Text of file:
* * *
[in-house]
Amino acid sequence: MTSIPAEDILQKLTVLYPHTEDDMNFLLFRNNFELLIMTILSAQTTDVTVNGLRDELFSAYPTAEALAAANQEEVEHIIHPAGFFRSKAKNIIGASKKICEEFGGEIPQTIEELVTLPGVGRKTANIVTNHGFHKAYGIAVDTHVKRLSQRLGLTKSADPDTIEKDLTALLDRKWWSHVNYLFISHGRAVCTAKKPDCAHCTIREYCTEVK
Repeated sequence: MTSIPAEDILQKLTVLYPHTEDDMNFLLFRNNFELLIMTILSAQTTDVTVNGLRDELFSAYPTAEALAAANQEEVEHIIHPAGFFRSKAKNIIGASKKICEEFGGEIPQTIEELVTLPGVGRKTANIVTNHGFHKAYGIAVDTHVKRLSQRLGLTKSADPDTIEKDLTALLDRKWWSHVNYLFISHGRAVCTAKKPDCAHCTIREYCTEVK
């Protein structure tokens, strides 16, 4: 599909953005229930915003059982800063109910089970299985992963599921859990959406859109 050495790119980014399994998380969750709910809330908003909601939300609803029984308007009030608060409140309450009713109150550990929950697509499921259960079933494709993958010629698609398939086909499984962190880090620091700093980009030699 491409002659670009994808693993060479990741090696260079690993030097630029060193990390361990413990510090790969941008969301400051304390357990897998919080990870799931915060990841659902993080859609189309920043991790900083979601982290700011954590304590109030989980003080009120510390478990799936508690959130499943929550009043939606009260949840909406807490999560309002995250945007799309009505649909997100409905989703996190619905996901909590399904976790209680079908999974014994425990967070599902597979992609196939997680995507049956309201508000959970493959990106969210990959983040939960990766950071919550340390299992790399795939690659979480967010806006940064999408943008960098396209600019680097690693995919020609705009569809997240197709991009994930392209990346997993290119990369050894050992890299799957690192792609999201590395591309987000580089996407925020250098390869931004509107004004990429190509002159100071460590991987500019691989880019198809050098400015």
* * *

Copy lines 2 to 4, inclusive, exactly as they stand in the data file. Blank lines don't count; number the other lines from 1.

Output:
Amino acid sequence: MTSIPAEDILQKLTVLYPHTEDDMNFLLFRNNFELLIMTILSAQTTDVTVNGLRDELFSAYPTAEALAAANQEEVEHIIHPAGFFRSKAKNIIGASKKICEEFGGEIPQTIEELVTLPGVGRKTANIVTNHGFHKAYGIAVDTHVKRLSQRLGLTKSADPDTIEKDLTALLDRKWWSHVNYLFISHGRAVCTAKKPDCAHCTIREYCTEVK
Repeated sequence: MTSIPAEDILQKLTVLYPHTEDDMNFLLFRNNFELLIMTILSAQTTDVTVNGLRDELFSAYPTAEALAAANQEEVEHIIHPAGFFRSKAKNIIGASKKICEEFGGEIPQTIEELVTLPGVGRKTANIVTNHGFHKAYGIAVDTHVKRLSQRLGLTKSADPDTIEKDLTALLDRKWWSHVNYLFISHGRAVCTAKKPDCAHCTIREYCTEVK
């Protein structure tokens, strides 16, 4: 599909953005229930915003059982800063109910089970299985992963599921859990959406859109 050495790119980014399994998380969750709910809330908003909601939300609803029984308007009030608060409140309450009713109150550990929950697509499921259960079933494709993958010629698609398939086909499984962190880090620091700093980009030699 491409002659670009994808693993060479990741090696260079690993030097630029060193990390361990413990510090790969941008969301400051304390357990897998919080990870799931915060990841659902993080859609189309920043991790900083979601982290700011954590304590109030989980003080009120510390478990799936508690959130499943929550009043939606009260949840909406807490999560309002995250945007799309009505649909997100409905989703996190619905996901909590399904976790209680079908999974014994425990967070599902597979992609196939997680995507049956309201508000959970493959990106969210990959983040939960990766950071919550340390299992790399795939690659979480967010806006940064999408943008960098396209600019680097690693995919020609705009569809997240197709991009994930392209990346997993290119990369050894050992890299799957690192792609999201590395591309987000580089996407925020250098390869931004509107004004990429190509002159100071460590991987500019691989880019198809050098400015």